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I believe my fishing passion has taken a fairly typical path. It started with a desire to simply catch fish. At first, it didn’t matter how I caught them, but gradually I began to focus on catching them in an interesting way – namely, with a fly rod. Now, among other things, I like to catch unusual and particularly difficult fish with a fly rod. One of my current passions is catching halibut on a fly.
The fight of a halibut on a fly rod is phenomenal. Even a smallish fish (20 pounds) will bend a 12-weight rod double. A 100-pound fish seems impossible to land.
There are several keys to fly fishing for halibut: timing, location, technique and tackle. Halibut spend the winter in deep water (500 to 1,500 feet) where they are unreachable. They begin moving into shallow water in June and July when salmon move into creek mouths. The halibut will pick off both fresh salmon and, later, carcasses.
The best fly fishing is in the mouths of creeks that have significant salmon returns and a gradually sloping bed, preferably with a muddy or soft bottom. Locations like this are few and far between. Halibut can also be caught on the fly in a bottle-neck at an inlet entrance where bait is funneled through on the push or pull of a tide. Finally, you can also catch them in more traditional halibut humps and pockets, but these tend to occur in deep water. Fish in this kind of habitat are more difficult to catch.
Halibut key on scent. “Keep lines in the water because it keeps scent in the water,” is an expression you hear often from Alaska halibut guides. A fly, of course, does not have any scent, so that means chum is almost necessary. While it is certainly possible to catch halibut without chum, I like to catch lots of fish, so I usually use chum. With conventional tackle, I used to put small bait bags on my anchor line, letting the tide drift the scent back to my jigs. When I began fly fishing, I stepped things up a notch by attaching five-gallon bags of ground salmon on two downriggers. The reaction you get from doing that can be phenomenal. At times, it will seem as though you have every halibut within miles under your boat. In addition to halibut, I have caught 11 different species of bottom fish on a fly from one location. I realize some anglers may frown on the use of chum. To each his own. It is simply a fact that using chum can make shallow-water fly fishing for halibut as productive as fishing for them with traditional gear.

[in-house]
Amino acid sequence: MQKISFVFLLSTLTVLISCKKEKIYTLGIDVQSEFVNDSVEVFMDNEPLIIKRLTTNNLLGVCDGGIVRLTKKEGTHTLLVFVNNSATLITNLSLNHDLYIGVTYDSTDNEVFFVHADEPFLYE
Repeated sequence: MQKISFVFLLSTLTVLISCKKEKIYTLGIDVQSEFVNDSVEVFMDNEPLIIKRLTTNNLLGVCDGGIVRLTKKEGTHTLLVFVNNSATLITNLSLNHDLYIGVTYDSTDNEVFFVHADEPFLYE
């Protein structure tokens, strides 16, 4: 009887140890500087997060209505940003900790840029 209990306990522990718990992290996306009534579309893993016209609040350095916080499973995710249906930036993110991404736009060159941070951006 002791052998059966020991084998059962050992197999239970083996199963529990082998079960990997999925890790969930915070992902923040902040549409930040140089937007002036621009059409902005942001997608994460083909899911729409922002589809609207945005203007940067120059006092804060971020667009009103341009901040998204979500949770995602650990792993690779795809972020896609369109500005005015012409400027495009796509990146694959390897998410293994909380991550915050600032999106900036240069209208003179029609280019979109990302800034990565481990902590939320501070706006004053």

As for fly presentation, I try to set up so I can cast up-tide as far as possible, letting the fly sink to the bottom quickly. As the tide drifts the fly by the boat, I jig the fly on the bottom, much as you would with traditional gear. Then, as the fly continues below and past the boat, I feed fly line to maintain a dead drift and keep the fly on the bottom. I have caught halibut on the strip back to the boat, but it is rare.
Halibut in shallow water full of seals and sea lions tend to test fly tackle to the extreme. They are noted for strong reactions close to the boat anyway, which can be tough on long rods. I have two 12-weight rods I use on halibut. One of them is a Sage Xi2 that I have already broken once on a 100-plus-pound fish.
Halibut fishing demands a large-arbor reel with plenty of backing, especially if you are targeting large fish in shallow water. I use a Galvin Torque T-12, with 300 yards of Micron backing. In shallow water (20 to 50 feet), I use a Rio Deep Sea Line. In deep water (50 to 120 feet), I use a Scientific Angler Deep Water Express Shooting Head, ST 850, followed by Sunset Amnesia Shooting Monofilament, 30-pound test, followed by 300 yards of Micron backing. For tippet, I use three to four feet of 50- to 80-pound Maxima Fluorocarbon.
There are some charter captains up here in Alaska who will help you catch a halibut on the fly. Three I know are: Captain Chaz Glagolich of Chazman Charters out of Kodiak; Josh Cozby of Black Rock Charters out of Gustavus Alaska; and Luke Woodruff of Searunner Guide Service out of Juneau. Note that you’ll have to bring your own gear if you want to fly fish for halibut with these guides.
(Postscript. Along with his report, Sullivan sent directions for tying what has to be one of the heaviest flies on the planet. As he puts it: “These flies are so heavy, if they hit you in the head you stand a good chance of seriously injuring yourself.” We’ve uploaded what he sent us on this fly to the home page of our web site. Click on “BigAss Halibut Fly.